This article originally appeared on July 24, 2020 at Worship Overflow and reflects my desires at the time for churches entering into the Covid-19 pandemic.
Little did the Church know at the beginning of March 2020, the opportunity that was about to present itself to us. Many of us have lived our entire lives attending church services multiple times per week without any disruption. Our worship gatherings included a combination of greetings, songs, prayers, Scripture readings, sermons, and announcements, with the occasional baptism or communion thrown in monthly or quarterly. We were able to hear live bands and large crowds singing and dancing with professional lighting and sound systems that created the perfect ambiance. But suddenly, we were left in our living rooms with our laptops.
Over the next two months, the Church became very restless, with virtually everyone longing to get back into full auditoriums again. To my surprise, on May 17th, megachurches around our city began filling up again with thousands of attenders each weekend.
During the Babylonian Exile, the prophets and scribes of Israel began to process their wounds of exile by compiling together the stories and writings of their people that had been handed down through the centuries. The very first pages of Genesis begin by exploring a cosmic temple where God, humanity, and all of nature are present together as one. With the story of Genesis 1-3, they started to process their loss of presence. As the Pentateuch and the Prophets unfolded, they began to particularize the union of presence between God and Creation in the space and architecture of the tabernacle and the temple. The tabernacle included a table of the bread of presence. The temple provided the space where the bodies of animals and plants were broken as sacrifices for atonement. These sacred spaces were the particular places where the redemption of the whole was remembered and hoped for.
Not only did Israel emphasize sacred spaces, but they also emphasized sacred practices. One such practice was the observance of the Passover. The Passover meal was practiced as an opportunity to remember the stories of God delivering them from Egypt and a hope for how God would one day give them the presence that they longed for. Their worship was an embodiment of remembering, anticipating, and celebrating the active presence of God with them.
In the New Testament, Jesus and Paul introduce us to what has come to be known as the Eucharist. 1 Corinthians 10:14-17 say, “Therefore, my dear friends, flee from the worship of idols. I speak as to sensible people; judge for yourselves what I say. The cup of blessing that we bless, is it not a sharing in the blood of Christ? The bread that we break, is it not a sharing in the body of Christ? Because there is one bread, we who are many are one body, for we all partake of the one bread.”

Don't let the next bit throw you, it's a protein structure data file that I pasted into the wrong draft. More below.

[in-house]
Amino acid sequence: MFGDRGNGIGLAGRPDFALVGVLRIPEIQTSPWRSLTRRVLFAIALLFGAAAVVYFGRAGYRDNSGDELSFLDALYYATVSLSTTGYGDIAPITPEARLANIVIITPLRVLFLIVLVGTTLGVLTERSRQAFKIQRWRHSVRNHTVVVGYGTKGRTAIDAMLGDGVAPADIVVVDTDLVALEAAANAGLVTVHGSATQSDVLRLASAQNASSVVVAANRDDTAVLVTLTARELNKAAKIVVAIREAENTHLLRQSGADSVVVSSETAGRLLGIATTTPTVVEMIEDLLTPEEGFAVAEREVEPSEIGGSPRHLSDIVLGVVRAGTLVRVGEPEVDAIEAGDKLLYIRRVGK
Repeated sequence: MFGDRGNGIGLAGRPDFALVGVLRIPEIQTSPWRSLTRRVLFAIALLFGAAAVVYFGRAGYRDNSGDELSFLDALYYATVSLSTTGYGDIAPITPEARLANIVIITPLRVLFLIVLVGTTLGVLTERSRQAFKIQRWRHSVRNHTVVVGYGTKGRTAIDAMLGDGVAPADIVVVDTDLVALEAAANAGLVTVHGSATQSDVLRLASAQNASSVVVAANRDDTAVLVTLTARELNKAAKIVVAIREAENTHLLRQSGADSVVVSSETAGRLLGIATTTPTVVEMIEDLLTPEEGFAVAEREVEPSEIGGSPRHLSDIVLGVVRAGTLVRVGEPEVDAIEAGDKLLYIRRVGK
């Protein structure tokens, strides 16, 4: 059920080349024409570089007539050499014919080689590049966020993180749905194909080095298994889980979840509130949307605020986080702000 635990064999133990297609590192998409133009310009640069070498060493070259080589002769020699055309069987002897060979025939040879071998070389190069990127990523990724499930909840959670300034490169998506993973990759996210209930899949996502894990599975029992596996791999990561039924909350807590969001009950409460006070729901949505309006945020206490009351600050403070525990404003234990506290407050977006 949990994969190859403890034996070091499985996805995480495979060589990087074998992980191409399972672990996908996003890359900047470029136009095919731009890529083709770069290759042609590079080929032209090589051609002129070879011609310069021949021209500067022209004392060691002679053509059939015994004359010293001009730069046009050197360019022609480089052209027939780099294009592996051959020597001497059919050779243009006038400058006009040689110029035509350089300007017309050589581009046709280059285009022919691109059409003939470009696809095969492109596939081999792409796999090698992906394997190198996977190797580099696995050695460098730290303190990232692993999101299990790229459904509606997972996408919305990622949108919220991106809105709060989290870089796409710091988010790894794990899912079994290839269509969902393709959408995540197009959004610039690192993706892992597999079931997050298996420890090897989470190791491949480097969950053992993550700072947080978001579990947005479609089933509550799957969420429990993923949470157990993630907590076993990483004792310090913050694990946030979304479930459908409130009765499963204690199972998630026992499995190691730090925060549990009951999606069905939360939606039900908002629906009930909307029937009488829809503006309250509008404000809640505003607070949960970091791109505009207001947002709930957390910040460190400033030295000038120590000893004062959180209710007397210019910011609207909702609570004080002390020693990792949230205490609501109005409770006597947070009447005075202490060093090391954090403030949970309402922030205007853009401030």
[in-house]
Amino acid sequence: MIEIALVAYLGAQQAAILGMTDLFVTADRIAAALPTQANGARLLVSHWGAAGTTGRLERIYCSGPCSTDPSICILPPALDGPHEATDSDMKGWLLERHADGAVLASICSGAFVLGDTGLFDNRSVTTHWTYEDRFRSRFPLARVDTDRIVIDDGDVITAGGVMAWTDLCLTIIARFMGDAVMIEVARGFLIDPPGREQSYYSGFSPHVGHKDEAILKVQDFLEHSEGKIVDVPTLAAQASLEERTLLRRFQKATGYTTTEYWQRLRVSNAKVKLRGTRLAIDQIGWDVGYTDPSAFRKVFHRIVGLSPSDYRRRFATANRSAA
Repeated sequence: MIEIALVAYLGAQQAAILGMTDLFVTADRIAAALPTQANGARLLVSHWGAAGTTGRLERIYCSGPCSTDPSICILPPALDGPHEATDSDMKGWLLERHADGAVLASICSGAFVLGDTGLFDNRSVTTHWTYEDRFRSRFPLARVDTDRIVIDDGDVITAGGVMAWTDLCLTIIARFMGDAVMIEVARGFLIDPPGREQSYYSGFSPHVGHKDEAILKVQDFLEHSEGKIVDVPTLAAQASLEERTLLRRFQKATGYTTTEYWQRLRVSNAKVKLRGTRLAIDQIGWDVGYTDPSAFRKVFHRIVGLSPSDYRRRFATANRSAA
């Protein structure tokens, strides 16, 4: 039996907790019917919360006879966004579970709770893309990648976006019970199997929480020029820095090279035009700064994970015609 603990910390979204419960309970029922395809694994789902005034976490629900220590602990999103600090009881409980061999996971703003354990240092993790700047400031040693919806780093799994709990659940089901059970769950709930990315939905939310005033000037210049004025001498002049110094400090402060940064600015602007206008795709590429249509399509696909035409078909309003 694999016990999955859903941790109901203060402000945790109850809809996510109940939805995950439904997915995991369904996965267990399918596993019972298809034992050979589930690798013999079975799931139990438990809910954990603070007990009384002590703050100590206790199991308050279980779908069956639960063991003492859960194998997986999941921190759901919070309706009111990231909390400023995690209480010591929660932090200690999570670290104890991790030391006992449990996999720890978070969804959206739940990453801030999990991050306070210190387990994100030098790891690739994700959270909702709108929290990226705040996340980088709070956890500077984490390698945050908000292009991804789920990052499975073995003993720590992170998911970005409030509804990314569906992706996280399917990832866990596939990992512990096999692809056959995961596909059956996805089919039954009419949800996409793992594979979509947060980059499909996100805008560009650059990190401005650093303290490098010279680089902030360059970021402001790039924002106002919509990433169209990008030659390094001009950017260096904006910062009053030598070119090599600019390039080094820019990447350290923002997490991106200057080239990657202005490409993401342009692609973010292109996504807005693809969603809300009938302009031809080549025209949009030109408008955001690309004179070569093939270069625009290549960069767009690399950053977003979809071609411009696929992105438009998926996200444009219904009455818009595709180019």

Like the spaces and practices of the people of Israel recorded in the Hebrew Bible, the Eucharist also provides a space and practice for us today to remember, anticipate, and celebrate the active presence of God with us. Like the Israelites, we come together for a meal. The togetherness of this meal reminds us that our communion is corporate and universal, rather than individualistic and private. This corporate coming together shows us that God’s presence in the Eucharist is a presence that brings union. Of course, God is not more present in the Eucharist than God is elsewhere, as if somehow God’s omnipresence is lessened everywhere else during the Eucharist. Rather, the Eucharist is a particular practice that reveals to us what is true about the presence of God at all times. It focuses our minds, fills our hearts, and postures our body with the particular presence of God that we can experience anywhere. Every square inch of the universe and every past and future moment in time is rich with the self-giving, redemptive presence of God in union with creation. In other words, the Eucharist reveals the ever present reality of the Genesis 1 union to us wherever we are.
As we sit in our homes with our laptops longing for the presence of union once again, the Eucharist calls us beyond idolizing in person worship services and reminds us that God is self-giving redemptive presence with us wherever we are.
As we consider this union in our living rooms at our laptops, let us reflect on the closing words of the Eucharist prayer that unites us across space and time: “Eternal God, heavenly Father, you have graciously accepted us as living members of your Son our Savior Jesus Christ, and you have fed us with spiritual food in the Sacrament of His Body and Blood. Send us now into the world in peace, and grant us strength and courage to love and serve you with gladness and singleness of heart through Christ our Lord. Amen.”